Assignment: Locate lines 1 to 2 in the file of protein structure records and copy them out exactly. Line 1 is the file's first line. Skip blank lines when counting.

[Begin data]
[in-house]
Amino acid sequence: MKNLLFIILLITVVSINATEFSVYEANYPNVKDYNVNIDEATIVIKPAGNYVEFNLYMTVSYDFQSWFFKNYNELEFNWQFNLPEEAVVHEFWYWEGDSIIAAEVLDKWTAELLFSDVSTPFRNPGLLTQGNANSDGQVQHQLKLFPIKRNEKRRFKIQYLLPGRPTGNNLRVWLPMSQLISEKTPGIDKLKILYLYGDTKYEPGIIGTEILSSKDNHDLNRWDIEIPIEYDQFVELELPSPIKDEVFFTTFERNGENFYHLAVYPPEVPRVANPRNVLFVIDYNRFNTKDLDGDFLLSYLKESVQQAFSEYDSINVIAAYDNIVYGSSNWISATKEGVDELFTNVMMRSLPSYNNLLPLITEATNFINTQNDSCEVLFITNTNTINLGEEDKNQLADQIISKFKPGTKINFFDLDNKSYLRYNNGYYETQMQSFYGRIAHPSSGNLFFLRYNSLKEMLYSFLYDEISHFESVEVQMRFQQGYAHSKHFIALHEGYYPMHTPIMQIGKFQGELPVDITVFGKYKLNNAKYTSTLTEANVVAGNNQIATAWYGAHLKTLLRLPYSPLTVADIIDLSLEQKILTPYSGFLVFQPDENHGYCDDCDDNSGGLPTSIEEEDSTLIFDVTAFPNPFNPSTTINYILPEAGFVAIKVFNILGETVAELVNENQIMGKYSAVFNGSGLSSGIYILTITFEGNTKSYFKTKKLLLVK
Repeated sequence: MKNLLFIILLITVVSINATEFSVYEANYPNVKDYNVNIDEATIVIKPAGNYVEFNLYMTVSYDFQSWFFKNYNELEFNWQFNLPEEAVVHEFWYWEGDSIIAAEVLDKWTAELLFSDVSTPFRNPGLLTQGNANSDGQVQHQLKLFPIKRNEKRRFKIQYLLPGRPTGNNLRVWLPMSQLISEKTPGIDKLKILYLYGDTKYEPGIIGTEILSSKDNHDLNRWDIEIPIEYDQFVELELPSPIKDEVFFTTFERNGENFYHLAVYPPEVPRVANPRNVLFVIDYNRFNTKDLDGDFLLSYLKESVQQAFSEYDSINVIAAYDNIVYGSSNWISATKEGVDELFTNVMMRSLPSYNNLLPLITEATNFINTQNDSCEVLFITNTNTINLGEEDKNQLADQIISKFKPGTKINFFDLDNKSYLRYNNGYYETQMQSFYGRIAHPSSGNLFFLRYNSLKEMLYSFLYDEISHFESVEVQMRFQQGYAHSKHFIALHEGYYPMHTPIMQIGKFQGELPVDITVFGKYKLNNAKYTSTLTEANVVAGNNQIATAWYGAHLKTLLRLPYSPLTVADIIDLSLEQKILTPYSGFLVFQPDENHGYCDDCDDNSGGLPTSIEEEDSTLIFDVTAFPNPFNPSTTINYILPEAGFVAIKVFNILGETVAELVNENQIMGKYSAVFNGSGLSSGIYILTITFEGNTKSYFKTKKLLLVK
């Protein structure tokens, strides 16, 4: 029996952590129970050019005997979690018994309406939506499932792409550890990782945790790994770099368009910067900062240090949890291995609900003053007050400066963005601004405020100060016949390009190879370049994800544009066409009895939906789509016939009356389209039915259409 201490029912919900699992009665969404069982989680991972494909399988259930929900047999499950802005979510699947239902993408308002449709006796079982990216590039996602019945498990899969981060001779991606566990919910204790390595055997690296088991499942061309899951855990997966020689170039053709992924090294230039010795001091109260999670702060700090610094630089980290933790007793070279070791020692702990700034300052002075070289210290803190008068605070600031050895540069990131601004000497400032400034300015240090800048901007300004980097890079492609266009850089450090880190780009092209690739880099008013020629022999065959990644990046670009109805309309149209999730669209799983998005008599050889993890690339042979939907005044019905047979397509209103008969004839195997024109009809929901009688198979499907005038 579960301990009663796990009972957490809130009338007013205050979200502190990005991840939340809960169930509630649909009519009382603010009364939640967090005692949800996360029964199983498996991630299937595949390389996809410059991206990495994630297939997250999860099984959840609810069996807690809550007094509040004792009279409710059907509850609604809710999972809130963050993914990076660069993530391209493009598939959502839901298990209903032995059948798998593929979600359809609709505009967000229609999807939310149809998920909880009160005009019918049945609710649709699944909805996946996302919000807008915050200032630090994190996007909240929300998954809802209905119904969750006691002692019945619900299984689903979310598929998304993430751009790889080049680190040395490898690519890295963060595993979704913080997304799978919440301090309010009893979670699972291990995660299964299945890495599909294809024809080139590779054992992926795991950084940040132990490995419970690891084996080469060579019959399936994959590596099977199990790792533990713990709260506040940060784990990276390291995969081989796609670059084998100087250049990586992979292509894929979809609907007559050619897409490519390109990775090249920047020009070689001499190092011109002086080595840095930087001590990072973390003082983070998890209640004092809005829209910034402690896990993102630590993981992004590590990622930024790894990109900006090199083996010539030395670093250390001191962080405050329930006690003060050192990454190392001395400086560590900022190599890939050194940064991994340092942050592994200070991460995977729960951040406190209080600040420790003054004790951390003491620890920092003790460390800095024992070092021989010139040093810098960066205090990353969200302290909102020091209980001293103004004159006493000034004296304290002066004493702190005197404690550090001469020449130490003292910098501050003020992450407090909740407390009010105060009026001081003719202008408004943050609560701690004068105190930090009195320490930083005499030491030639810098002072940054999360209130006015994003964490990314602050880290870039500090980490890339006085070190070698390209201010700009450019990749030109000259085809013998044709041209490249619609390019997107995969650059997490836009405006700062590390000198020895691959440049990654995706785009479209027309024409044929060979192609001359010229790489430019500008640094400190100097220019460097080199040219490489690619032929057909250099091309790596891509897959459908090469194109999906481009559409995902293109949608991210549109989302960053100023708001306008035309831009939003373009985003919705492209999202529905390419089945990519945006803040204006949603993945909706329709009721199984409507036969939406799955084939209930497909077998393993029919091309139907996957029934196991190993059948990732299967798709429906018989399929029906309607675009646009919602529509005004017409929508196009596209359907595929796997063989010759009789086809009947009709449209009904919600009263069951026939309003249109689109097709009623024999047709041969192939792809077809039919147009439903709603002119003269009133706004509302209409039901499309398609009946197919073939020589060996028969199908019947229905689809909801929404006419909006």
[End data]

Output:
[in-house]
Amino acid sequence: MKNLLFIILLITVVSINATEFSVYEANYPNVKDYNVNIDEATIVIKPAGNYVEFNLYMTVSYDFQSWFFKNYNELEFNWQFNLPEEAVVHEFWYWEGDSIIAAEVLDKWTAELLFSDVSTPFRNPGLLTQGNANSDGQVQHQLKLFPIKRNEKRRFKIQYLLPGRPTGNNLRVWLPMSQLISEKTPGIDKLKILYLYGDTKYEPGIIGTEILSSKDNHDLNRWDIEIPIEYDQFVELELPSPIKDEVFFTTFERNGENFYHLAVYPPEVPRVANPRNVLFVIDYNRFNTKDLDGDFLLSYLKESVQQAFSEYDSINVIAAYDNIVYGSSNWISATKEGVDELFTNVMMRSLPSYNNLLPLITEATNFINTQNDSCEVLFITNTNTINLGEEDKNQLADQIISKFKPGTKINFFDLDNKSYLRYNNGYYETQMQSFYGRIAHPSSGNLFFLRYNSLKEMLYSFLYDEISHFESVEVQMRFQQGYAHSKHFIALHEGYYPMHTPIMQIGKFQGELPVDITVFGKYKLNNAKYTSTLTEANVVAGNNQIATAWYGAHLKTLLRLPYSPLTVADIIDLSLEQKILTPYSGFLVFQPDENHGYCDDCDDNSGGLPTSIEEEDSTLIFDVTAFPNPFNPSTTINYILPEAGFVAIKVFNILGETVAELVNENQIMGKYSAVFNGSGLSSGIYILTITFEGNTKSYFKTKKLLLVK